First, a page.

One of them is immediately garbage because:
- first str1 and str2 are concat'd, making a string I'll call TEMPSTRING.
- then TEMPSTRING is concat'd with str3 and the result is stored in combined.

This is what makes + with strings potentially inefficient - that need for TEMPSTRING with chained + creates garbage which needs to be collected, but it can be avoided if you use string.Concat or StringBuilder. This example theoretically makes TWO temporary strings that are immediately garbage:

string combined = str1 + str2 + str3 + str4;

- TEMPSTRING1 = str1 + str2
- combined = TEMPSTRING2 + str4

If you've read this far then you must be interested. Smile | :) Besides using + between 2 strings being okay, there are many cases where the C# compiler will replace chained + expressions between strings with string.Concat for you! For proof, compile the following code and use Reflector, or put it into LINQPad and look at the "IL" tab - you'll see that the last statement adding 3 strings is replaced by a call to string.Concat:

string str1 = "1";
string str2 = "2";
string str3 = "3";
string str1And2And3 = str1 + str2 + str3;

If you use + between more than 4 strings, the compiler will simply allocate an array, put all your strings in it, and pass that to string.Concat. As long as you are using + between string objects, the compiler does a lot of work to avoid creating less-than-optimal code. It may even do it if you're using + between strings and non-strings. I haven't checked. Overall, my point is:

- When using a modern .NET compiler, you don't need to avoid + between strings as much as was recommended back in the early days of .NET. In the earlier days of .NET it was a very valid concern, but I know 3.5 and 4.0 do these optimizations of string concatenation for you. When in doubt, make a test assembly with the version you are using and use Reflector or JustDecompile to see the results - in my testing with 3.5 and 4.0, you don't even need to do a "Release" optimized build - it does it in "Debug" builds too.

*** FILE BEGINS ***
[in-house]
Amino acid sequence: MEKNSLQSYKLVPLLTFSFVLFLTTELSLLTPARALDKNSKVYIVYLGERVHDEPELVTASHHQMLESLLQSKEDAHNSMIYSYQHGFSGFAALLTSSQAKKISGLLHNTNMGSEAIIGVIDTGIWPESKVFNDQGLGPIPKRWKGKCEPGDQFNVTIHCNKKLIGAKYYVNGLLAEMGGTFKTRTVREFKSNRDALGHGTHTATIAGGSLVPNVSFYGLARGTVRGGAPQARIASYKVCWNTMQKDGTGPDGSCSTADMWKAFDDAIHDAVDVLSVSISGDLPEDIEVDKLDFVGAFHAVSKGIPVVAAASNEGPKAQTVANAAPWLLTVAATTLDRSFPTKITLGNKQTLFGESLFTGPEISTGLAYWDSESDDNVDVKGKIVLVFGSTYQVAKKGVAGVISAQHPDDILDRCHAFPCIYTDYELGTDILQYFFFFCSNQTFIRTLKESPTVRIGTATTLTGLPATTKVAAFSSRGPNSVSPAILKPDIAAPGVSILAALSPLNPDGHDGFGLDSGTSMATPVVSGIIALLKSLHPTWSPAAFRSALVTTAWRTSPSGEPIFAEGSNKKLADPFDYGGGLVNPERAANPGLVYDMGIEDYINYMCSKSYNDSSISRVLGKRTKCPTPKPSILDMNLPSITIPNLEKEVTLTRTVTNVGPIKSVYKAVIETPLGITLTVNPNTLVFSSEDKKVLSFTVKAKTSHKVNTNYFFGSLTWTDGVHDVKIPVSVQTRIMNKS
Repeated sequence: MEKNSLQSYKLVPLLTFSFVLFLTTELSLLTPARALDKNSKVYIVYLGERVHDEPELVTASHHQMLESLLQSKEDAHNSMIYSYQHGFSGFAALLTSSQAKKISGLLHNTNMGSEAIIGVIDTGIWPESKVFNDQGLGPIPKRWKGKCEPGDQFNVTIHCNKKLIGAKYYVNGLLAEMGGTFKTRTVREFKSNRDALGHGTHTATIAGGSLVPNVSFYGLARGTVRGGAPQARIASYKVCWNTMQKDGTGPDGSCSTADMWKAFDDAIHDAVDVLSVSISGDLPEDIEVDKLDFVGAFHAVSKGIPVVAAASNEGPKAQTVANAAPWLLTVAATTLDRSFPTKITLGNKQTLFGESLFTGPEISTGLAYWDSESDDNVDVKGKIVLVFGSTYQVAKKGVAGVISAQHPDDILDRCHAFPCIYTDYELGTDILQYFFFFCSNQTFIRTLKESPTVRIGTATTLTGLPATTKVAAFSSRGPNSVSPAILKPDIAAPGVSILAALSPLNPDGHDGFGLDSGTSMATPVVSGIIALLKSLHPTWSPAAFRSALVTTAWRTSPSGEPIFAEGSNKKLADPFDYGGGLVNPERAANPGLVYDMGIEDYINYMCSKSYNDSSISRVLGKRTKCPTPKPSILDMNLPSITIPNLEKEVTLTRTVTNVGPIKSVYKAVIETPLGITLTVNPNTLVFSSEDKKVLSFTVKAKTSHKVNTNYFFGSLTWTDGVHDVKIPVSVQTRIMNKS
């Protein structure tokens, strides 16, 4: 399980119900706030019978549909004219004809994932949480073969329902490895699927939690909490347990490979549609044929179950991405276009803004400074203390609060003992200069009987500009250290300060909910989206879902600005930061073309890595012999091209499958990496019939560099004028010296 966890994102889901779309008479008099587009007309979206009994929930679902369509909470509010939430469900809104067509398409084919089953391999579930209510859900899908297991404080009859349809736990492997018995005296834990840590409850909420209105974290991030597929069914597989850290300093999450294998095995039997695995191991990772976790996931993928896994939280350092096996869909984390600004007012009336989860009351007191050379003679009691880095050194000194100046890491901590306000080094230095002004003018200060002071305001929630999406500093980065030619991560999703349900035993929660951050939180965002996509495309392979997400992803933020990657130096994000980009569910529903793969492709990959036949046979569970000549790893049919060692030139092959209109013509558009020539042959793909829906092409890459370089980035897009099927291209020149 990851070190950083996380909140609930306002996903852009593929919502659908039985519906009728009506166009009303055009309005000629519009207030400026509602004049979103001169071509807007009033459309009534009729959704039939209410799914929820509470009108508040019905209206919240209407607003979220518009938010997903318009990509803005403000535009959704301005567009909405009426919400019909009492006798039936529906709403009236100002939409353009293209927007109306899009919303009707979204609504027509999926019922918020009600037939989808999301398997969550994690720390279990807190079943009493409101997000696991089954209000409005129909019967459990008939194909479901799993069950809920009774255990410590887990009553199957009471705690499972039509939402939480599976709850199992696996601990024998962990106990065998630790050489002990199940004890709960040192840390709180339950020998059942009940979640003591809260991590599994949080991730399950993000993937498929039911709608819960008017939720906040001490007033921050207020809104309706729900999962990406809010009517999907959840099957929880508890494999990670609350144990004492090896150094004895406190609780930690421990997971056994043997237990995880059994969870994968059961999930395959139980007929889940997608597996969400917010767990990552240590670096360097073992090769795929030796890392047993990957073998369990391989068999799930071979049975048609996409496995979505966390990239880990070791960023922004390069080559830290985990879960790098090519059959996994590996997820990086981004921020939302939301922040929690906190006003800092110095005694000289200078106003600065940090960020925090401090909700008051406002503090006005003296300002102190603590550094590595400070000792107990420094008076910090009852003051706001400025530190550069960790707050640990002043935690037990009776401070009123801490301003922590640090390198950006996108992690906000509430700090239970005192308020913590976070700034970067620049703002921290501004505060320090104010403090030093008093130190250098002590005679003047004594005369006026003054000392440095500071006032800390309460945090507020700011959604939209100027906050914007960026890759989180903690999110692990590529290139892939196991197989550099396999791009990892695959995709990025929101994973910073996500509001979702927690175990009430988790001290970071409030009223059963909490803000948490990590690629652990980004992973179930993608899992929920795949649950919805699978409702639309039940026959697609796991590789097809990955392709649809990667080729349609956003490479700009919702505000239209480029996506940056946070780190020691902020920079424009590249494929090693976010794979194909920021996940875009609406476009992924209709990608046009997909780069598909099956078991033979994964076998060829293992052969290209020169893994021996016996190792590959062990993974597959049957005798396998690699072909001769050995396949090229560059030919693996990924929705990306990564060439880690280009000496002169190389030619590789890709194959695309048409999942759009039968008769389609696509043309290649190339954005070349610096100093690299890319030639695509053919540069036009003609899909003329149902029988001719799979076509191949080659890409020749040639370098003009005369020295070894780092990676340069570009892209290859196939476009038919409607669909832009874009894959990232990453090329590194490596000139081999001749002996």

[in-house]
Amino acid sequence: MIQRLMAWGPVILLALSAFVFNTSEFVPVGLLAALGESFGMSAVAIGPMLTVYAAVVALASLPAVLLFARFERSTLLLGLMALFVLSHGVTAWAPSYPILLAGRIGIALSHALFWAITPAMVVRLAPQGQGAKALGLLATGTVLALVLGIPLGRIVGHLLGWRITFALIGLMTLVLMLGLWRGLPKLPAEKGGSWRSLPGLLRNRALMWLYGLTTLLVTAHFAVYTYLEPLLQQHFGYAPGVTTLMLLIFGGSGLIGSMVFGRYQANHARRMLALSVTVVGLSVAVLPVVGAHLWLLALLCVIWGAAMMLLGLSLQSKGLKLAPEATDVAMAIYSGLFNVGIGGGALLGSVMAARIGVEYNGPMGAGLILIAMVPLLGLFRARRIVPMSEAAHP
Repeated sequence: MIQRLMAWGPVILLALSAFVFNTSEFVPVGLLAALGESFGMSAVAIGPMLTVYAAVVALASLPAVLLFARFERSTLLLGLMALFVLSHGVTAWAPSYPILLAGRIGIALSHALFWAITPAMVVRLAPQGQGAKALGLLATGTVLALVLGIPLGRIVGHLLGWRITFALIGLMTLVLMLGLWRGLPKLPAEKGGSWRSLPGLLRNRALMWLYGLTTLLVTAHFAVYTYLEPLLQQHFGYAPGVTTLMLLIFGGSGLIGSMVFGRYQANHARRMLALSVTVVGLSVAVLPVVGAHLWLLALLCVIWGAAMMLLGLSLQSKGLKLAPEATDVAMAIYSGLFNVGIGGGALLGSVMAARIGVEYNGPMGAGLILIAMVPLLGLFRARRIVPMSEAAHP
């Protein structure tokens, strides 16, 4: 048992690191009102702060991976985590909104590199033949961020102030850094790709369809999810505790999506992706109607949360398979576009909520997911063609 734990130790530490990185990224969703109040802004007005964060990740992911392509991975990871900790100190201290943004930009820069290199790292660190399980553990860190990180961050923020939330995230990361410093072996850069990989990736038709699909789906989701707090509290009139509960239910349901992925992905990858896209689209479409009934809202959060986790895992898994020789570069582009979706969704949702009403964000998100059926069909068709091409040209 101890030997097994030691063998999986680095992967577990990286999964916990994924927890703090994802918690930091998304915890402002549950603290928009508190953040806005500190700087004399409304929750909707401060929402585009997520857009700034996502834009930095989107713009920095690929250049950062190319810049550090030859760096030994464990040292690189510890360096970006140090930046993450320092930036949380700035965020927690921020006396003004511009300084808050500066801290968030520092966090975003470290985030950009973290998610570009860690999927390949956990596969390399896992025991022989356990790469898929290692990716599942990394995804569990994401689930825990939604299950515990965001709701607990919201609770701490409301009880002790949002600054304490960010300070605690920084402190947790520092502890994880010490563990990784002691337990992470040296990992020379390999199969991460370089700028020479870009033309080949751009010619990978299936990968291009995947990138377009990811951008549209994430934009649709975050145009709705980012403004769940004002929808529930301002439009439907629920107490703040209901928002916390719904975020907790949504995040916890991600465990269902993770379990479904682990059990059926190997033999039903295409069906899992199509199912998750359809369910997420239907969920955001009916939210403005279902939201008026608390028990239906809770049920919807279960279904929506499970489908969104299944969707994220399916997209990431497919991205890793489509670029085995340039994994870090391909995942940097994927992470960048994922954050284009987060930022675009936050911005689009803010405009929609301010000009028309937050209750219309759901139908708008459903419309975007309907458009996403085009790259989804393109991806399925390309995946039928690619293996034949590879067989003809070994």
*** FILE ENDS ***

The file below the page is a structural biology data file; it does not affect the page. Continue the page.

- Be sensible - if you've got a 100-line function that builds a string, then use StringBuilder. The compiler can/will only optimize obvious cases.

- Use a profiler to find cases where your code is slow! Later! Make the code work, and then make it right. In the words of Donald Knuth: "We should forget about small efficiencies, say about 97% of the time: premature optimization is the root of all evil"

GeneralThank you so much...... Pin
Pritesh Aryan24-May-11 0:58
memberPritesh Aryan24-May-11 0:58 
GeneralRe: happy to know, it helps. Pin
Mohammad A Rahman24-May-11 1:12
memberMohammad A Rahman24-May-11 1:12 
Generalin below code &lt;pre&gt;public static string JoinWithSepara... Pin
Pritesh Aryan23-May-11 21:05
memberPritesh Aryan23-May-11 21:05 
GeneralRe: Hi there, new[]{...} its Implicit Typed Array. From the meth... Pin
Mohammad A Rahman23-May-11 23:26
memberMohammad A Rahman23-May-11 23:26 

General General    News News    Suggestion Suggestion    Question Question    Bug Bug    Answer Answer    Joke Joke    Praise Praise    Rant Rant    Admin Admin   

Use Ctrl+Left/Right to switch messages, Ctrl+Up/Down to switch threads, Ctrl+Shift+Left/Right to switch pages.

Permalink | Advertise | Privacy | Cookies | Terms of Use | Mobile
Web04-2016 | 2.8.181116.1 | Last Updated 19 Jun 2011
Article Copyright 2011 by Mohammad A Rahman
Everything else Copyright © CodeProject, 1999-2018
Layout: fixed | fluid